Wolff's campaign website takes a less traditional, more bloggy approach. Her website so far lacks the standard landing and About pages that we get from Corbin and Allen. Allen does have a blog section on his website, but the blog is the homepage for Wolff. Water does not figure in Wolff's blog posts so far... but she does include some humdingers on the need for repairs to Madison's conceptual infrastructure. In this morning's post, Wolff details how Sioux Center is growing while Madison "stagnates," then offers this hypothesis as to why:

So why the dramatic difference in economic, population, commercial, industrial, and residential growth? For two towns that seem so alike on the surface, when you put them side-by-side, one seems to be floundering while the other flourishes. One relishes being a "little big city"; the other relegates itself to a "big little city".

Perhaps the secret lies in Sioux Center's tagline: "Progress Through Cooperation". This is a city that doesn't let itself be defined by its limitations. It's also a city that seems to embrace partnerships with other organizations and encourage active citizen participation. It has a comprehensive plan that provides a 20-year road map for Sioux Center's future and outlines seven goals. The first goal? Collaboration & Cooperation [Jennifer Wolff, "A Tale of Two Cities," We Want Wolff campaign website, 2014.02.26].

By the way, Sioux Center, like Madison, is still waiting to be hooked up to the Lewis and Clark water system.

Wolff mentions in another post that Madison seems to view "citizen input... as a nuisance rather than a necessity." In a democracy, citizen input is as vital as water. Wolff, Corbin, and Allen all appear to agree on that principle.

2 comments

Rep. Troy Heinert (D-26A/Mission) brings us House Bill 1193, a sensible effort to protect South Dakotans from the dangers of in situ leach uranium mining. Hoping to reverse the Legislature's history of handing out favors to potential polluters, Rep. Heinert wants to make companies like Powertech (today's stock price: eight cents!) meet a stronger burden of proof that their operations won't harm our water supplies.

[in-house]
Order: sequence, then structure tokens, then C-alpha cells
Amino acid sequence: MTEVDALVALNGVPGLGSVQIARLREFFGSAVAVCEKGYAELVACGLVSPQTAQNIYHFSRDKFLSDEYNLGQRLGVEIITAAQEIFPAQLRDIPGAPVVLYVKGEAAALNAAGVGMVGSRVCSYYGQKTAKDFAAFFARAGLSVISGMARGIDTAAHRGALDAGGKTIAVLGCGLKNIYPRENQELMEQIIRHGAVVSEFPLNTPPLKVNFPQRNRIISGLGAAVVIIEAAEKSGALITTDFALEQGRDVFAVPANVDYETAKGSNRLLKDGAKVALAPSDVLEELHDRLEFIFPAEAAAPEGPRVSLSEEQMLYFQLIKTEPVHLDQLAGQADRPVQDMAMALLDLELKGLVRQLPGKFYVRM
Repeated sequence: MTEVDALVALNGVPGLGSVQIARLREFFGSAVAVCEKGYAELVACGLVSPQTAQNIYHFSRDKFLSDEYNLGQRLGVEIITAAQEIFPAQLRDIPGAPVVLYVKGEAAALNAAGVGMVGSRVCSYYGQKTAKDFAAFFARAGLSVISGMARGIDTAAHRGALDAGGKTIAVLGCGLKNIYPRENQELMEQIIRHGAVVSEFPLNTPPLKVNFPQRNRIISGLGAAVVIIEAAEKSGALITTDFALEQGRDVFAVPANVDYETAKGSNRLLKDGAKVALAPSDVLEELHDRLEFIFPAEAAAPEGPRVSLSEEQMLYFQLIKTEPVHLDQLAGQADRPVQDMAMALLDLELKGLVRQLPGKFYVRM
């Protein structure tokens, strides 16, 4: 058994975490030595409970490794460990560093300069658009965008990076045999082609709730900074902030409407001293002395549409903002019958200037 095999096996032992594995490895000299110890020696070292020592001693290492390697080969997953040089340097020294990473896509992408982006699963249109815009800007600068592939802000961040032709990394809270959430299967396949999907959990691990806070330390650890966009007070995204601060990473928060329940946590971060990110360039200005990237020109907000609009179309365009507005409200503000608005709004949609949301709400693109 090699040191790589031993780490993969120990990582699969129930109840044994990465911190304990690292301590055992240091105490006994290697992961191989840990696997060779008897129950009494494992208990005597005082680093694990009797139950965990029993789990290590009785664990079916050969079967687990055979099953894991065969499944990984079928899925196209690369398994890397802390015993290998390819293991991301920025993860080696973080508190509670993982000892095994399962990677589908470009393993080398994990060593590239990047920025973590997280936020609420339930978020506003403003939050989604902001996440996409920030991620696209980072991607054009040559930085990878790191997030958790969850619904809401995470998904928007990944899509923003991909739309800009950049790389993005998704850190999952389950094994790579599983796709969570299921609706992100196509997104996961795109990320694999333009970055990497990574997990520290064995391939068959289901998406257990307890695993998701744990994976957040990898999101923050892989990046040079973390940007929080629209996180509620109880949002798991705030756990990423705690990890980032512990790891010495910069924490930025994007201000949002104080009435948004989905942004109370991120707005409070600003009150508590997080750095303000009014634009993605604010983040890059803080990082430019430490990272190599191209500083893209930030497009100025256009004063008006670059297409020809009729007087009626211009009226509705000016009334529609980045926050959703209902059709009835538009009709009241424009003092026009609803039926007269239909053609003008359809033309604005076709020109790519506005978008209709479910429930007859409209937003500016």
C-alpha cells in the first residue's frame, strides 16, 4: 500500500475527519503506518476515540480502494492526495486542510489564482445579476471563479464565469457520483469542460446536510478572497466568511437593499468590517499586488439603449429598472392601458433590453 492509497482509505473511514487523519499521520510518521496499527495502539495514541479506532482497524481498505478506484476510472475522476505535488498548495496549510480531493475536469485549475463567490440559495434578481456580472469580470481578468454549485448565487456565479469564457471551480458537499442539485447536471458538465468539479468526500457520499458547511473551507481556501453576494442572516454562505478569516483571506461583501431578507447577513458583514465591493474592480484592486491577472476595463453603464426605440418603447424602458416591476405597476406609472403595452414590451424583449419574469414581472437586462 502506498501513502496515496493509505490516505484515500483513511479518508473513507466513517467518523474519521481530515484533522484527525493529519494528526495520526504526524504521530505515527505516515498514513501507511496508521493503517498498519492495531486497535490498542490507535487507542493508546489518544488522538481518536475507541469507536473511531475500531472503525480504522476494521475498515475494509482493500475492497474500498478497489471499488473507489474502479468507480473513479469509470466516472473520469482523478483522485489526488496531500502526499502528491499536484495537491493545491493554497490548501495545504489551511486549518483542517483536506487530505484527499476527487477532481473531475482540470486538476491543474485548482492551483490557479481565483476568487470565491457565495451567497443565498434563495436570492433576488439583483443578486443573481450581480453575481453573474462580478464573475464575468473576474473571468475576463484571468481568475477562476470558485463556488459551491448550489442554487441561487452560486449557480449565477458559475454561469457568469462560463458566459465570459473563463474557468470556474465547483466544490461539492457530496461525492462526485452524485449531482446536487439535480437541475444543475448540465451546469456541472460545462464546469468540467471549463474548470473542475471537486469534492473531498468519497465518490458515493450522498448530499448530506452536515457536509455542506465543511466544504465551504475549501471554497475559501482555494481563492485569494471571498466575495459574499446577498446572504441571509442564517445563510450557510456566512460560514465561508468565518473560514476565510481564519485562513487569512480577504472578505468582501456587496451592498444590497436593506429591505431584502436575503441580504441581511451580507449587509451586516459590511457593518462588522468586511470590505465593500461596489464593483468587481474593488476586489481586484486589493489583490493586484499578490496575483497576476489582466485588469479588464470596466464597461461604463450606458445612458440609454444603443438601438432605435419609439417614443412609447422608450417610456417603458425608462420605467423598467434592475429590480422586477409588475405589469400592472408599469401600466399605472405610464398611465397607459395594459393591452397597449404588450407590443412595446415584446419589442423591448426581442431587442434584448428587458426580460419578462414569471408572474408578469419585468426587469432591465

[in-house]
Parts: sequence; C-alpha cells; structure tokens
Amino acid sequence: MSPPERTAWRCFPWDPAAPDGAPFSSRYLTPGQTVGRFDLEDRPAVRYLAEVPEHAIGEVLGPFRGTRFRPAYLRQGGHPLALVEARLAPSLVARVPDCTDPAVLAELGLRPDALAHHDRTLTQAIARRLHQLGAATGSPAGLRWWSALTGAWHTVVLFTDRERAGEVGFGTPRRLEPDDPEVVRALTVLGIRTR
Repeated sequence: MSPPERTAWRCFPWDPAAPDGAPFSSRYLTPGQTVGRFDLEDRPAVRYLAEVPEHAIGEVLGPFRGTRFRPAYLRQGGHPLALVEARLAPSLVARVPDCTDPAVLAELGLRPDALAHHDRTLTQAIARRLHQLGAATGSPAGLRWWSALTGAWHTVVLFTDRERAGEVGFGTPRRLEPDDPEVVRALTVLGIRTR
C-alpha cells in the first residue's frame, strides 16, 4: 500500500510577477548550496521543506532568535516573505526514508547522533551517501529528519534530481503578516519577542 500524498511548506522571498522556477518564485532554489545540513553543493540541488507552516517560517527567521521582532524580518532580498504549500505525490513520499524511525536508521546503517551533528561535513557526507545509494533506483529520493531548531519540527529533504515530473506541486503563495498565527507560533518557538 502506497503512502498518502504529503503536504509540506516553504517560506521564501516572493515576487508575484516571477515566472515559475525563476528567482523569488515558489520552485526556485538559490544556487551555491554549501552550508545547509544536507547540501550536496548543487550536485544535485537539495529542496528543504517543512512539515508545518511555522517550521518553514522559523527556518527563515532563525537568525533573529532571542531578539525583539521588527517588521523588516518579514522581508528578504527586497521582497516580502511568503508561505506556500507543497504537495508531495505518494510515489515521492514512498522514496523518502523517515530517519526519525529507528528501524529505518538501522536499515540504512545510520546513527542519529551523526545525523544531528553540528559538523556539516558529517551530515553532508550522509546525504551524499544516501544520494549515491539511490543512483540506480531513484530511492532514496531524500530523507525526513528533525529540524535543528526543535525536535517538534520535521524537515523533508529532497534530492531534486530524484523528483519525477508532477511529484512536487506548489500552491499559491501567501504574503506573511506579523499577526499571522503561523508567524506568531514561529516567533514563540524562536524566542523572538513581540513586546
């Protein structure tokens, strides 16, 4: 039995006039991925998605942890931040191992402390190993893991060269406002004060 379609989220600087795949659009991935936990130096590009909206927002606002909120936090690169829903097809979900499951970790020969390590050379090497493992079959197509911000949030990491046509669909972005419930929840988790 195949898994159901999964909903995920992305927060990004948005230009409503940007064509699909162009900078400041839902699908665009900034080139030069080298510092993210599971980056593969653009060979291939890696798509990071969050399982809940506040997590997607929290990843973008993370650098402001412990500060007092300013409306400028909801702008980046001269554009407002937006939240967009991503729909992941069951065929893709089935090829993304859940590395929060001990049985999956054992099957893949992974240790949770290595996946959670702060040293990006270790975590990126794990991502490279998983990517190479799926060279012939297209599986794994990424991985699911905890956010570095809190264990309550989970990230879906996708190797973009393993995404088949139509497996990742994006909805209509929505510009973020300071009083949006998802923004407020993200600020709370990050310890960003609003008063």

HB 1193 adds three important requirements to in situ leach mining permits and projects:

  1. As part of the permit process, in situ leach uranium mining companies must show that their wastewater won't leak into other aquifers.
  2. Such mining companies must show their water restoration technology works, not just on paper, but in practice.
  3. When they're done mining, operators of in situ leach mines must restore groundwater to at least the quality it had before mining... something in situ leach uranium miners have had a really hard time doing.

We shouldn't be surprised that Heinert and fellow Democrats (Reps. Hawks, Killer, Parsley, Peterson, Schrempp, Tyler, and Senator Welke) are leading to the charge to protect South Dakotans from polluting corporate exploiters. Joining them are Republican Reps. Scott Craig (whose Black Hills constituents are keenly interested in protecting their drinking water) and Charlie Hoffman (who enjoys a good drink, but not one that glows).

Rep. Hoffman chairs the House Agriculture and Natural Resources Committee, which gets first crack at HB 1193. The bill isn't on an agenda yet, but contact those committee members now to tell them to stand up for sensible regulation and clean water.

10 comments